Note: Having to fashion a bulk package of 100 paper towel rolls as a coffee table is not wise or convenient.
15. Meatless meals help in saving money and they’re nutritious
Start off with one or two meatless dinners per week. Breakfast for dinner? Sure! Eggs and legumes are less expensive than meat.
A meatless idea for saving more money
Tofu, if you haven’t already, is worth a try as a replacement for cheese, ground beef, eggs, or as a gluten free substitute for gluten meats. Bring home affordable and filling nutrient-dense meatless options.
Here’s one of our favorite tofu recipes: How To Roast Tofu
16. Substitute ingredients
Learn how to substitute and be open-minded regarding new entrees and ingredient combinations. Cook from scratch with items you already have in stock.
For example, make your own salad dressing and seasonings from your own herbs that you’ve bought in bulk or use fresh herbs from a community garden.
17. Make big batches
Carve out a cooking day or evening. Take advantage of a snow day, for example. Double and triple batches of pasta sauce, soups, etc. You’ll thank yourself later when meal prep time is slashed, and carry-out spending doesn’t happen.
18. Leftovers are your friend
Invest in reusable storage containers and sealable bags. Mix and match leftovers in the following days or freeze for later.
The average family doesn’t eat everything set before them, and what’s still left in the pot could be put to use tomorrow.
19. Freeze scraps
Keep a bag or container in your freezer and add to it as you cook. Example: Don’t throw out broccoli stems; freeze them for later, chopped up or blended into soups and sauces.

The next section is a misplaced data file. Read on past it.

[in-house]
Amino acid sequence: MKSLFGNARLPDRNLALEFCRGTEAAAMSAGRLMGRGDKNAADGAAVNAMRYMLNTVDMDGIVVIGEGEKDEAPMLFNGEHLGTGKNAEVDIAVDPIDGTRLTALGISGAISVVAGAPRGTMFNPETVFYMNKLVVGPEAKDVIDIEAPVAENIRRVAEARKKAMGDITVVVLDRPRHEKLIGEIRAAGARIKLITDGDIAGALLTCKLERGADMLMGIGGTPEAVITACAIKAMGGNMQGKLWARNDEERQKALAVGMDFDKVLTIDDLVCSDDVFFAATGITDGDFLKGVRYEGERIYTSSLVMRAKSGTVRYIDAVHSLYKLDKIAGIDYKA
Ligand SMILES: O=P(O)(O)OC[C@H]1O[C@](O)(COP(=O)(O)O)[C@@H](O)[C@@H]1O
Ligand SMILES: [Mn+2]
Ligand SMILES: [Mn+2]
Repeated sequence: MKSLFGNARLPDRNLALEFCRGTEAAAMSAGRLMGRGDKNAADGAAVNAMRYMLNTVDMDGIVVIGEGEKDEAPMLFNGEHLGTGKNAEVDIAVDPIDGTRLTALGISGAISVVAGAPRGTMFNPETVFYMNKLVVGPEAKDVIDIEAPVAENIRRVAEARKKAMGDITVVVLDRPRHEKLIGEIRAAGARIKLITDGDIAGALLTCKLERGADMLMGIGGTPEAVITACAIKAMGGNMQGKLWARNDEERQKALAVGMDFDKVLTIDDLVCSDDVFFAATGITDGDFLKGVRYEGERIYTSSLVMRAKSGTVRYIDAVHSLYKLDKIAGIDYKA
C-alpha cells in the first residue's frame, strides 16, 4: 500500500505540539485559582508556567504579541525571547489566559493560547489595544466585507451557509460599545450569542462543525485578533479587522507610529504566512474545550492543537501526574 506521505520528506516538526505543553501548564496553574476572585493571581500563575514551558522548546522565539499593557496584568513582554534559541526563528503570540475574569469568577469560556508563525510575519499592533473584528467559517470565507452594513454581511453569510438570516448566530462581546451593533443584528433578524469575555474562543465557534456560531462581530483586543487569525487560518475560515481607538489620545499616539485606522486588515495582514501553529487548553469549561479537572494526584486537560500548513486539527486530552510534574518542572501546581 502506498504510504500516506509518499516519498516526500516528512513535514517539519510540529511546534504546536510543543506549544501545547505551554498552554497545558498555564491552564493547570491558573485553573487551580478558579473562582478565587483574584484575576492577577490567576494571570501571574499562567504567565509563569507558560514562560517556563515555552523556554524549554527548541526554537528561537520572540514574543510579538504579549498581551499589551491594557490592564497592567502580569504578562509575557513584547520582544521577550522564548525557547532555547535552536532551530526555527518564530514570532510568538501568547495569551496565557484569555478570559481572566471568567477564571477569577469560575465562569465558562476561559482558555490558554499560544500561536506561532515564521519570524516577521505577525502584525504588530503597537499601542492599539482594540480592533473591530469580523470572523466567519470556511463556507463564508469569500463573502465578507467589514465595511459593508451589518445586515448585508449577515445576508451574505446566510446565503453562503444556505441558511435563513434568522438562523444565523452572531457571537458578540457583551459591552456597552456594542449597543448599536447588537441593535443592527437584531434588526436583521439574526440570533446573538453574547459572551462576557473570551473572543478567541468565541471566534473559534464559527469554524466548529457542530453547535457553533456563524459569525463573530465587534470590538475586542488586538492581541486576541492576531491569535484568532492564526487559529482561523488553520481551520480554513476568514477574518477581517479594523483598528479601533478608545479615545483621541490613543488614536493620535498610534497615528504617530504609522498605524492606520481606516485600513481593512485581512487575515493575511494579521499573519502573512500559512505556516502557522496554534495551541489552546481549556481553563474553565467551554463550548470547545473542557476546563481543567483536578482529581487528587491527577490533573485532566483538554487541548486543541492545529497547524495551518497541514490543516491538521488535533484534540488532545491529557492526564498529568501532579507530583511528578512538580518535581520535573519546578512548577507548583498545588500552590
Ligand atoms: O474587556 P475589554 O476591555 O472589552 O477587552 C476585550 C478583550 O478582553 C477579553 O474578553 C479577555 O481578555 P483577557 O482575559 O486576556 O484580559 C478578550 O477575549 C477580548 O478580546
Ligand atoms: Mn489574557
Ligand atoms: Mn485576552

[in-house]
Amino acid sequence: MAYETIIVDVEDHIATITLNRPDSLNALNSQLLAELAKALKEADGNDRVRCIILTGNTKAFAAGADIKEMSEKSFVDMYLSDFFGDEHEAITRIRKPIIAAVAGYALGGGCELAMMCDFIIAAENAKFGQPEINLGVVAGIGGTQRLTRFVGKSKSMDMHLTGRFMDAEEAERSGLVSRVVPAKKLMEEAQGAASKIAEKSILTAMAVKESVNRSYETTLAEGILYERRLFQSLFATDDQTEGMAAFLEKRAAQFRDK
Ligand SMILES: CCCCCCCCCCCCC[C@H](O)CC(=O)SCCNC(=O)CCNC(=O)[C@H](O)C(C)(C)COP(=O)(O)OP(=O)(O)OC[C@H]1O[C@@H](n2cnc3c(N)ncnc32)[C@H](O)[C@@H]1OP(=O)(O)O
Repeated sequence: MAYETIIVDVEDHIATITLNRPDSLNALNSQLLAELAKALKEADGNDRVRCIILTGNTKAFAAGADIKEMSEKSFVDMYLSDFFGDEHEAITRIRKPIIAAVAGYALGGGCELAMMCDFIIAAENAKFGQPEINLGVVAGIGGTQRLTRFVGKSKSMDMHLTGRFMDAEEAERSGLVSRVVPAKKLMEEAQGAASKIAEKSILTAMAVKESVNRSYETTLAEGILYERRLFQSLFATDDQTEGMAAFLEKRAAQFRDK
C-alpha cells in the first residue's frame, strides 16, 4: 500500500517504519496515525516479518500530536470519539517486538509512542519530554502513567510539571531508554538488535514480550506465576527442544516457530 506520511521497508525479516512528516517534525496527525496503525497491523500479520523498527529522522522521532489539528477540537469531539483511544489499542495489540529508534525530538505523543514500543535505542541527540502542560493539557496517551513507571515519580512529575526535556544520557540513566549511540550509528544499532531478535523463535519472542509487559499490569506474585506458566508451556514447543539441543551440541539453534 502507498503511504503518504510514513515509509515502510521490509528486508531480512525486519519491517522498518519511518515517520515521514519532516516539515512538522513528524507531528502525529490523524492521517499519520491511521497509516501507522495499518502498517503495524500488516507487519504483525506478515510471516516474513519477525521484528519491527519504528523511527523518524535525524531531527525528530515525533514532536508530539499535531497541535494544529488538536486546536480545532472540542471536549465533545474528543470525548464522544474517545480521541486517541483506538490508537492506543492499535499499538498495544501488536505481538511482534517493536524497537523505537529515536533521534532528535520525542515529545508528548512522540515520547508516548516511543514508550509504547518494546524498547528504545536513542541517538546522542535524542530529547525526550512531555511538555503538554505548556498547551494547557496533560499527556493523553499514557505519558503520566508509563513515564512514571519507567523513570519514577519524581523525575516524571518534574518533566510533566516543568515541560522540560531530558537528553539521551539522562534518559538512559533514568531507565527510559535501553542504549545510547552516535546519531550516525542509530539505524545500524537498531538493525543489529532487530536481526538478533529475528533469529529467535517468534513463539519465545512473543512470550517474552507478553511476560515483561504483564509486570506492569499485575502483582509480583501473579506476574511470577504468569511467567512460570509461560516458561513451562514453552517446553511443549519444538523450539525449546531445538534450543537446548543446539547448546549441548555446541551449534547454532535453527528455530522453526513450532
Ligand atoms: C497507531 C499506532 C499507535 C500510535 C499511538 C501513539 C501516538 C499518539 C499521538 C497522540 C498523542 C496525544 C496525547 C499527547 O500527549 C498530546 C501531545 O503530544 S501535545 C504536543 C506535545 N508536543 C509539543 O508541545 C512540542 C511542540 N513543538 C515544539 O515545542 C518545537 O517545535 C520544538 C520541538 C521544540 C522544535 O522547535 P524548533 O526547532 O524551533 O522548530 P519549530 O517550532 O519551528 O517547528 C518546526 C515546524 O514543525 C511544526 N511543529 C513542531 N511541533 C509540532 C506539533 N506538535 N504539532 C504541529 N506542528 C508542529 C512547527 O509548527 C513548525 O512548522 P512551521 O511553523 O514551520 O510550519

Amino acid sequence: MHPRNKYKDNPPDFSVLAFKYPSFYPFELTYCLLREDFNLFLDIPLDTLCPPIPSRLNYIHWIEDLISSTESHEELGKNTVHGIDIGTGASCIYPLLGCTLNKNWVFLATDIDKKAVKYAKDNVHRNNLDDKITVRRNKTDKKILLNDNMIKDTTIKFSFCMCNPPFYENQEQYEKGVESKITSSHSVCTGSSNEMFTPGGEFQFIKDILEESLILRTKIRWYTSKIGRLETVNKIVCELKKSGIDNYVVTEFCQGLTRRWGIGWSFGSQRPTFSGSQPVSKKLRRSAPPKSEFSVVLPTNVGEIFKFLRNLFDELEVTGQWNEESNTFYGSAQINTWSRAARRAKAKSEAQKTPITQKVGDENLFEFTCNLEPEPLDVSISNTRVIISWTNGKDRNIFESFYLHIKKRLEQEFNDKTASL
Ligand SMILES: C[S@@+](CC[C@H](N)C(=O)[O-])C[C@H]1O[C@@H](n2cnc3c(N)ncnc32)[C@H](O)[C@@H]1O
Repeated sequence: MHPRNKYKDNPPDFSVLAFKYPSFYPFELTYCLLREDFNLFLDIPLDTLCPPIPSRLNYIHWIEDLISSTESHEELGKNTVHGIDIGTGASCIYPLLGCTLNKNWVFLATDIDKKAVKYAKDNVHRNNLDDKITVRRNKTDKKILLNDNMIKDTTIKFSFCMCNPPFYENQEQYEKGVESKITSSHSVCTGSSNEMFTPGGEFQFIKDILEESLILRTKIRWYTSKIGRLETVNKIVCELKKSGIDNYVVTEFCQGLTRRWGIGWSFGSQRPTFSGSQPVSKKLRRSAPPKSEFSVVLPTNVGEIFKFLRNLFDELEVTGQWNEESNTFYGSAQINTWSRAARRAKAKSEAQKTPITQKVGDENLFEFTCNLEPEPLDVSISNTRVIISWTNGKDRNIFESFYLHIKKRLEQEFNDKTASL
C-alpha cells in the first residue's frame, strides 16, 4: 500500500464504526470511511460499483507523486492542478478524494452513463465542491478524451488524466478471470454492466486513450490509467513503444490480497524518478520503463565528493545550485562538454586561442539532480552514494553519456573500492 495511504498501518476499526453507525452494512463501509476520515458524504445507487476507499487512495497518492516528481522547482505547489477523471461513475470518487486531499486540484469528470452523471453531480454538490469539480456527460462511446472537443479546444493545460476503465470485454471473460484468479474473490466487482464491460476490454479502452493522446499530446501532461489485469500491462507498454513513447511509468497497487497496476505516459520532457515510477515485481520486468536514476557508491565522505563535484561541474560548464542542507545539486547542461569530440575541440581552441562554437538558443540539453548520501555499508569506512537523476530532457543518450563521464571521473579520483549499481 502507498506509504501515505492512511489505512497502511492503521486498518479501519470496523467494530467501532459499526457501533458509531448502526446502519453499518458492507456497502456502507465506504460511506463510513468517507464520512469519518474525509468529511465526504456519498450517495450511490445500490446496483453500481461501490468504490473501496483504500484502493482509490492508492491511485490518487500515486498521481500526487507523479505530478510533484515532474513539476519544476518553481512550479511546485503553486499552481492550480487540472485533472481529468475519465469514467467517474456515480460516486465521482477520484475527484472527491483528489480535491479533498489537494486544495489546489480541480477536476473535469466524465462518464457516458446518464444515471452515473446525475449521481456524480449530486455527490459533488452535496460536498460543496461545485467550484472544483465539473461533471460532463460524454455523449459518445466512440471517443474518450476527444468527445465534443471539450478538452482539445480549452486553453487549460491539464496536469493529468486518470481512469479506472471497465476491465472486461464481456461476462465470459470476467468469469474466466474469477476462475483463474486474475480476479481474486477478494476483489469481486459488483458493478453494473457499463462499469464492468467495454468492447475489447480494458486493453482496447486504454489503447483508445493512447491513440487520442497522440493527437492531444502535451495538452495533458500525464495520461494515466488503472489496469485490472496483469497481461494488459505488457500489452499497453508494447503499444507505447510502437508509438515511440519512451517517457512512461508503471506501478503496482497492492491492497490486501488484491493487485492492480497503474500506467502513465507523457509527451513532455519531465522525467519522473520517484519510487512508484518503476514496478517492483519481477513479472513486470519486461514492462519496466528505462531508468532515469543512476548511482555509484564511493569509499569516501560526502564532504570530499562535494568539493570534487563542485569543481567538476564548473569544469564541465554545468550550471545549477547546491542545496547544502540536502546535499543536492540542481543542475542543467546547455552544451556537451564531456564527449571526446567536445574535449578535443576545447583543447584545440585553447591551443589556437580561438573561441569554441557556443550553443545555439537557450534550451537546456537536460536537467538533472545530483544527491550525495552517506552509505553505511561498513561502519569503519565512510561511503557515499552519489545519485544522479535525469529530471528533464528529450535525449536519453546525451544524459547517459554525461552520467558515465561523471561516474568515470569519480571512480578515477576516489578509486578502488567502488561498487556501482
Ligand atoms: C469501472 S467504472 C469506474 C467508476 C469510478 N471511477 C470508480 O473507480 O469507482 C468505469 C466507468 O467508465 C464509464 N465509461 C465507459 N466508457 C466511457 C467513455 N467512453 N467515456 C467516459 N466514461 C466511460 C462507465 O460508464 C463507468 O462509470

Using freezer cooking to save extra money
Edible scraps add nutrition, fill out serving sizes, and save extra money and stretch more food. Some of my favorite scraps to freeze are root vegetable peels, carrot tops, wilted celery sticks, and onion skins. You can dump all of these into a sealable container or bag and keep them in the freezer for several months until you’re ready to make a hearty soup and want to whip up your own vegetable broth. You can also do the same with unwanted meat cuttings and bones if you buy meat: save the pieces in an air-tight container in the freezer for up to six months and boil them in water and your own herbs to make a delicious, completely free and homemade broth for a sick day or as a base for the stew.
Read about safe food handling here.
Some extra notes
During college, when I really got serious about grocery budgeting, I learned about unit price versus full price when I was hunting for the best prices. I found that most price labels on the shelf below each item lists a bolded price for the item, and below lists a unit price that breaks that overall price down to how much the item costs per unit.
A unit might be one pound in a 5-pound bag of oranges, or one can in a 12-pack of tea.
Look at the unit when you’re comparing product brands to decide which brand sells the product at the best overall price. For example, you might be able to buy a 5-pound bag of oranges for $10, or you could buy from the bulk section and pay $1.50 for a 1-pound orange. It’s certainly a better choice, in this case, to pick your own oranges and fill your own bag, because once you’ve filled 5-pounds worth, you’ve spent just $7.50 for the same amount as the pre-filled bag — that’s $2.50 cheaper for your effort, and you got to choose the oranges too!
These tips are shopping habits that are a real step toward cutting your grocery bill in half. You may end up using all of them, or only a couple.
Take your time to develop a customized system that transforms shopping for groceries and your kitchen into a less-stressed, more affordable space!
Do you have any follow up comments on how you’ve found a great way to keep your grocery expenses down? Leave us a note!